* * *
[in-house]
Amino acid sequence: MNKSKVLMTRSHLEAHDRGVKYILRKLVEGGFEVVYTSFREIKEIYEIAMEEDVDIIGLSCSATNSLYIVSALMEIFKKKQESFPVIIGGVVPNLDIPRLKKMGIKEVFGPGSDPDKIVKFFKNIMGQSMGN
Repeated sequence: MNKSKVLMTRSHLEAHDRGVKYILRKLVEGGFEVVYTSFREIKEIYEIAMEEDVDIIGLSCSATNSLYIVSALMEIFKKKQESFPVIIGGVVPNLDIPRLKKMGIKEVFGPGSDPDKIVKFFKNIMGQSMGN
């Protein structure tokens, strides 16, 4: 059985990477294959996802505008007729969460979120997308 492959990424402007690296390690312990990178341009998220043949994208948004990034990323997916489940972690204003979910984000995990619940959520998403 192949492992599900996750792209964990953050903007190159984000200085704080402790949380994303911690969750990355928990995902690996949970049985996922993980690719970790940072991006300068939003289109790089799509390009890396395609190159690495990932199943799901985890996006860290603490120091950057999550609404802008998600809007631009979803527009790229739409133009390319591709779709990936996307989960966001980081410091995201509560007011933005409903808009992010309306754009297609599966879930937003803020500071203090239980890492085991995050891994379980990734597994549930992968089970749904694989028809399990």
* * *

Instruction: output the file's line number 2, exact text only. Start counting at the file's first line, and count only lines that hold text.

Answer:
Amino acid sequence: MNKSKVLMTRSHLEAHDRGVKYILRKLVEGGFEVVYTSFREIKEIYEIAMEEDVDIIGLSCSATNSLYIVSALMEIFKKKQESFPVIIGGVVPNLDIPRLKKMGIKEVFGPGSDPDKIVKFFKNIMGQSMGN